Give Now

Harmonia Early Music

Fundacion de Musica (Colombia)

Recordings of Spanish colonial music released by the Fundacion de Musica, an organization devoted to the research and study of Colombia’s music history.

Play Episode (Real Audio)
handwritten music and text

Photo: Egberto Bermudez

A detail from the anonymous song "Zagaleja, del valle alheli" found in the Bogotá Cathedral archives. It is one of a few secular works in the archive.

Fundacion de Musica

Established in 1992 by Egberto Bermudez and Juan Luis Restrepo, the Fundacion de Musica, or “Music Foundation,” has supported research and study into the music of Colombia. The Foundation has produced numerous books and recordings that give evidence of a country with a rich and complex music history. Their recording projects are divided into three categories—Historical, Traditional, and Ethnic. Within the historical we find a wealth of music from Colombia’s Spanish Colonial period, primarily centered on its capital Bogotá, once known as Santafé.

The Foundation’s many releases have not been solely devoted to music from Colombia, but from other parts of colonial Latin America such as Peru, Guatemala, and Mexico. They’ve included works that were heard in churches, town squares, and salons, as well as music inspired by indigenous and African populations within the colonies.

“Al dichoso nacer de mi Niño”

The Foundation’s most recent recording, “Al dichoso nacer de mi Niño,” recreated a Christmas Matins church service from 1702, which included villancicos and instrumental pieces.

“History of Music in Santafé and Bogotá”

One of the Foundation’s special publications was the book entitled “History of Music in Santafé and Bogotá from 1538-1938,” which was accompanied by a two CD set of recordings, which excerpted four hundred years worth of music beginning with the high Renaissance and concluding with salon music of the early 20th Century.

“Armonía Andina”

The ensemble’s 1993 release, “Armonía Andina,” was designed to represent countries with Andean cultures, including Peru, Bolivia, Ecuador, and Colombia. The endeavor was undertaken to connect indigenous music with that of the Spanish colonies. In some cases the performance even incorporated traditional Andean instruments.

New Release

Our new release of the week features soprano Linda Tsatsanis and Lutenist John Lenti in their debut release on the Origin Classical label. They perform a varied program of 17th-century songs from France, England, and Italy for voice and lute or theorbo accompaniment. All of the composers represented were well known in their day as great exponents of song in their native languages.

Here’s a video of a series of Spanish Colonial images with ensemble Canto performing “Convidando está la noche” by Juan García de Céspedes.

httpv://www.youtube.com/watch?v=mrcbRfzwXnE

The music heard on this episode was performed by Egberto Bermudez, Canto (courtesy of the Fundacion de Musica), Linda Tsatsanis, and John Lenti.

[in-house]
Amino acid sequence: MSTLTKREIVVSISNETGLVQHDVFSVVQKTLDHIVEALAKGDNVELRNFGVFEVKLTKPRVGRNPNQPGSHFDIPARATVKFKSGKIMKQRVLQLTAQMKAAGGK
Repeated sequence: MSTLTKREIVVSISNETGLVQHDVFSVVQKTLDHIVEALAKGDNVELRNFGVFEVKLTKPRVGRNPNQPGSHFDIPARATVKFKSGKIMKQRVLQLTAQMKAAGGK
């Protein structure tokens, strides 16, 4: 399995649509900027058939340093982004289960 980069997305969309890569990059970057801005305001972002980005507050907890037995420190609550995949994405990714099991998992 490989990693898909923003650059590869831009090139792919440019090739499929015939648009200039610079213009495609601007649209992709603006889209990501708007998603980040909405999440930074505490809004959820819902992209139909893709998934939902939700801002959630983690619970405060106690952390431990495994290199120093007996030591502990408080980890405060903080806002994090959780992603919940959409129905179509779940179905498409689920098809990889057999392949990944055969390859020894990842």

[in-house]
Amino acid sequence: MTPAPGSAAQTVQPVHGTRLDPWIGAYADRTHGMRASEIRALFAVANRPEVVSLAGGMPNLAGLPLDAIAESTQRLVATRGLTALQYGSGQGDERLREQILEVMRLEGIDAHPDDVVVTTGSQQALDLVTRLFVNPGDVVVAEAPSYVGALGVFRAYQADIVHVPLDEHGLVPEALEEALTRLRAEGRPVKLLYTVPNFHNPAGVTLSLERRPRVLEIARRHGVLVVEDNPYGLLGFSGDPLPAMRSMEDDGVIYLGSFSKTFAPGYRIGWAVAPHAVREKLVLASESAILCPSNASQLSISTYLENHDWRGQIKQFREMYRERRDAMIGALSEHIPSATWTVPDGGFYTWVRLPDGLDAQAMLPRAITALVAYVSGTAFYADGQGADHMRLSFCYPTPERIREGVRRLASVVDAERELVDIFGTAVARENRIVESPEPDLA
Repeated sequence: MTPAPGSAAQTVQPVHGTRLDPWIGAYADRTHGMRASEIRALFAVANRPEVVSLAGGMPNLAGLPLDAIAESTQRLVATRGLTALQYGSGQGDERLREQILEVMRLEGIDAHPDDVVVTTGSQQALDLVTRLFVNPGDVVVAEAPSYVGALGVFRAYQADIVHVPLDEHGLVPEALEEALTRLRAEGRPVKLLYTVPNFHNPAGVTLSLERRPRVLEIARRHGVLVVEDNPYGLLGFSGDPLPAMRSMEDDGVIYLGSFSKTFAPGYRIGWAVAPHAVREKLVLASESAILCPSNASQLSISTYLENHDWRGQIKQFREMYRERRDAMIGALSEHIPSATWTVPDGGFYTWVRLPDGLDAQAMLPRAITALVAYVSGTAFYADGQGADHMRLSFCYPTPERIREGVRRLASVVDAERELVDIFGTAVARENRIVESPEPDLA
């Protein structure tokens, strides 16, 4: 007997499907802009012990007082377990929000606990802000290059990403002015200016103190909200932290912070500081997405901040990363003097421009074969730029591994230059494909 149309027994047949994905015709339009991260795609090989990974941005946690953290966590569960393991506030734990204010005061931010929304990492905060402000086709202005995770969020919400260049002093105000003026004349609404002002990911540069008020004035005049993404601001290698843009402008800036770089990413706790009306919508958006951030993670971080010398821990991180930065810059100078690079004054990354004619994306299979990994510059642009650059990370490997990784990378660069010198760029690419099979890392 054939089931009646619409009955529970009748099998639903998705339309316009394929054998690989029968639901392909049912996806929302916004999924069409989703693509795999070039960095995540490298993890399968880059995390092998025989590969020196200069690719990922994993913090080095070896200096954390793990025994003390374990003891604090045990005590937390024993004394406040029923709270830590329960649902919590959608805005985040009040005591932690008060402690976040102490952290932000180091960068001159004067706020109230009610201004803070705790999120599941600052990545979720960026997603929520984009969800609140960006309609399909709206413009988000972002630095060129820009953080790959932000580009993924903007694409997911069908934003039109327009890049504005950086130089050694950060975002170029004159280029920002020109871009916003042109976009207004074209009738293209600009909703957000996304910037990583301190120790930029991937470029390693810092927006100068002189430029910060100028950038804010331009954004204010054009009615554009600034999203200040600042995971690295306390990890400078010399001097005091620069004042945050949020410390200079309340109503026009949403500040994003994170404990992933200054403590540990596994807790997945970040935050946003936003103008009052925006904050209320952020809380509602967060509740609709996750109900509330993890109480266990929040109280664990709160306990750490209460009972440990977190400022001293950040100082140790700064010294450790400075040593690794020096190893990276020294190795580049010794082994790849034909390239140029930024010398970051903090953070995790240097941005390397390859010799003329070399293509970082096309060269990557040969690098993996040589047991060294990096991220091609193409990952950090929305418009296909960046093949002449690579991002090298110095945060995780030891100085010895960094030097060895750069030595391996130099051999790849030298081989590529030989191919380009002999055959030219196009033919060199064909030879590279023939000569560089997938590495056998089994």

Music Heard On This Episode

John Dowland: Come Again
Linda Tsatsanis, soprano, and John Lenti, lute — And I Remain: Three Love Stories: Music of the Seventeenth-Century for Voice and Lute (Origin Classics , 2008)
Buy from Amazon »
album cover
John Dowland: Come Again
Linda Tsatsanis, soprano, and John Lenti, lute — And I Remain: Three Love Stories: Music of the Seventeenth-Century for Voice and Lute (Origin Classics , 2008)
Buy from Amazon »
album cover
Anonymous: Villancico "Vengan, vengan que lo plegona la negla" (Canario) and others
Canto/Egberto Bermudez — Al Dichoso Nacer de Mi Niño (FDM, 2002)
album cover
José Cascante: Villancico "Oiga Niño mío de mi corazón" and others
Canto/Egberto Bermudez — Musica Del Periodo Colonial en America Hispanica (FDM, 1993)
album cover
Fray Manuel Blasco: "Vientecillo travieso" and "Cuando muere el sol" (Durón)
Canto/Egberto Bermudez — Historia de la Música en Santafé y Bogotá, 1538-1938 (FDM, 2000)
album cover
Tomás de Torrejón y Velasco: "Desvelado dueño mío" and "Canción de un negro al niño Dios" (Anonymous)
Canto/Egberto Bermudez and Gregor (vocal group) — Armonía Andina (FDM, 1999)
album cover
Michel Lambert: "Le Printemps et L’amour"
Linda Tsatsanis, soprano, and John Lenti, lute — And I Remain: Three Love Stories: Music of the Seventeenth-Century for Voice and Lute (Origin Classics , 2008)
Buy from Amazon »
album cover
Bernard Gordillo

Bernard Gordillo was born in Managua, Nicaragua, and raised in New Orleans. He holds degrees from Centenary College of Louisiana, the Early Music Institute at Indiana University, and the Guildhall School of Music and Drama (London). Bernard also writes and hosts the Harmonia Early Music Podcast.

View all posts by this author »

  • http://twitter.com/oscariasr Oscar Arias

    It’s absolutely astonishing to find such a valuable archive like this. I took classes with prof. Bermudez a couple of years ago in the Universidad Nacional de Colombia, where he showed us some of the results of his research on Colombian music, and it fills me with pride and joy to hear this Episode. Thank you so much, keep on preserving this kind of treasures!

    PS: Just one little thing, it’s ColOmbia, instead of Columbia.

Stay Connected

What is RSS? RSS makes it possible to subscribe to a website's updates instead of visiting it by delivering new posts to your RSS reader automatically. Choose to receive some or all of the updates from Harmonia Early Music:

More Subscription Options

Follow Us

Support For Indiana Public Media Comes From

About Harmonia Early Music

About The Hosts

Search Harmonia Early Music

where to hear harmonia